The first card was sent several months ago for Book Lovers Congregate (BLC) CBI Swap #33; it features an illustration from The Bunyip of Berkeley’s Creek (1973) written by Jenny Wagner and illustrated by Ron Brooks:

One night something very large and muddy heaved itself on to the bank of Berkeley’s Creek. ‘What am I ?’ it murmured. ‘What do I look like ?’ A platypus told him he was a bunyip. But what is a bunyip? Although everyone had an opinion, no one really knew. So the bunyip set off to find out for himself.  —Google Books

The Bunyip of Berkeley Creek. Illustration by Ron Brooks.

Of course, I had to do a bit of exploring to learn more about the book, and Google did not disappoint. Here’s a book trailer with more wonderful illustrations:

And here are detailed reviews of the book with more images: We Read It Like This or Dad Reads: Stories for Grown-ups About Stories for Children.

The second card, received for BLC CBI Swap #43 just days ago, features an illustration from another classic Australian children’s book, The Magic Pudding, written and illustrated by Norman Lindsay. The postcard celebrates 100 years since the book’s publication in 1918.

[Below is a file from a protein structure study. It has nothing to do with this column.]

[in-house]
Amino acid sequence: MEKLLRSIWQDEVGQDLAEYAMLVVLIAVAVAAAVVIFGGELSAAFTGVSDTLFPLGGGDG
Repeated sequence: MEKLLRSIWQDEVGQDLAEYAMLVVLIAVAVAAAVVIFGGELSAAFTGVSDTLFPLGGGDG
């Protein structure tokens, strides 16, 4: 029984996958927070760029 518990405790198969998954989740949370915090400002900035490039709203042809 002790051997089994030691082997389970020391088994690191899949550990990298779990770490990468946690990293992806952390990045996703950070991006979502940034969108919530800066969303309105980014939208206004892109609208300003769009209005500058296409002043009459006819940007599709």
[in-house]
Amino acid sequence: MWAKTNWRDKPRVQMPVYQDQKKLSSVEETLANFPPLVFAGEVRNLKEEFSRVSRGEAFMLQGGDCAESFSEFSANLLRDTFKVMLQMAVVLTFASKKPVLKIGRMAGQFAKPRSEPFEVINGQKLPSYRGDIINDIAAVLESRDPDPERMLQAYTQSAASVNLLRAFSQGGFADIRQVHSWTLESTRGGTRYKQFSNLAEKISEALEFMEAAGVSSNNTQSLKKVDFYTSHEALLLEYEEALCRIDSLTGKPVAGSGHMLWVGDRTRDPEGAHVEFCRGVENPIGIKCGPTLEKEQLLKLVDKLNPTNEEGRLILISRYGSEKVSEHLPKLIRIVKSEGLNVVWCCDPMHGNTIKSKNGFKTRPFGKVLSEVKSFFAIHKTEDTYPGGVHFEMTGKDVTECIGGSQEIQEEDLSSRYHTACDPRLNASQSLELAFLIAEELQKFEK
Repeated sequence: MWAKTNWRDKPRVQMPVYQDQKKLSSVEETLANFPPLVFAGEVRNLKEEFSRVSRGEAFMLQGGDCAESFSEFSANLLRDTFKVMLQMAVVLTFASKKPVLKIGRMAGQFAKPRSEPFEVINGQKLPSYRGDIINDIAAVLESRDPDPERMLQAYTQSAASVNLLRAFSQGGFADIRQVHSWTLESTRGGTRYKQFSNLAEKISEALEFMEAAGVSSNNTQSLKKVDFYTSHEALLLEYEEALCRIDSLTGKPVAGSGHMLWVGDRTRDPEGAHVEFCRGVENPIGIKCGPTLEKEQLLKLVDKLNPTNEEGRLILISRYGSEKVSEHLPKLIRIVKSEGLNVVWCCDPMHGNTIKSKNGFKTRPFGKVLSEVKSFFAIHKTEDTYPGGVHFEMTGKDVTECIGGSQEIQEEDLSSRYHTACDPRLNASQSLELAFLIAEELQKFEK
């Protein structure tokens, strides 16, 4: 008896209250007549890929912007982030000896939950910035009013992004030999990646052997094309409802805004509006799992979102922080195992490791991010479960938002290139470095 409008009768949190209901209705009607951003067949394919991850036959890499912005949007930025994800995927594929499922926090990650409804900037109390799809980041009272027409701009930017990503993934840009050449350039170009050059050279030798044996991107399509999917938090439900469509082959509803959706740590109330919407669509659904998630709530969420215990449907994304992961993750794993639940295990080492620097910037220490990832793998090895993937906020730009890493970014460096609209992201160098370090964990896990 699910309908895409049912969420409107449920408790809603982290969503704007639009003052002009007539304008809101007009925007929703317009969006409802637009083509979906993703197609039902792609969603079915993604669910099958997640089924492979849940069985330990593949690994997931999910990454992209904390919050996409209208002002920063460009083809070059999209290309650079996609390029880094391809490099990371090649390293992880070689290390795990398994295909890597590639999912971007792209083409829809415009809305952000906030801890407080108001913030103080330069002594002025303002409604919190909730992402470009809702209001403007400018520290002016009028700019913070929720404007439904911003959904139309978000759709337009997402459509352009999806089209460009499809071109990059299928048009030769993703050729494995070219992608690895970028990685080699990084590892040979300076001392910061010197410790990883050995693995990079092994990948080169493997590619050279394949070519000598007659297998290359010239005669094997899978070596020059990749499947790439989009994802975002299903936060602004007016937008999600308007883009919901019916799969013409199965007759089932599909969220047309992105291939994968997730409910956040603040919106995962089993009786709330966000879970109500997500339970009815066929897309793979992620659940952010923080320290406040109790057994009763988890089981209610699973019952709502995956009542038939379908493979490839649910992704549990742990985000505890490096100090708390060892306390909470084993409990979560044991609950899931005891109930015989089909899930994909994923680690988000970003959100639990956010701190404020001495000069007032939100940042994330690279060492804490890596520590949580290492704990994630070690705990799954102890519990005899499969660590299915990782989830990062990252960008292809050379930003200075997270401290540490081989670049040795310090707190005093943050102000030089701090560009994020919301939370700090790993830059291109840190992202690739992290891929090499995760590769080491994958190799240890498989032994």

The Magic Pudding by Norman Lindsay. First published in 1918.

I “found” the illustrated book on Gutenberg. Happy dance! I’ll get my guys to read it with me during the Thanksgiving holiday. Hubby is a storyteller, so he’s always “game” for a good tale. In his “tweendom,” the not-so-little-one eschews anything “babyish,” but he’ll go for it if it’s a family activity.

The Guardian features a cute gallery of pictures in celebration of the 100th anniversary of the book. I learned that Lindsay wrote the book “reportedly to settle an argument with his friend Bertram Stevens, claiming children preferred to read about food than fairies.” I wonder who won???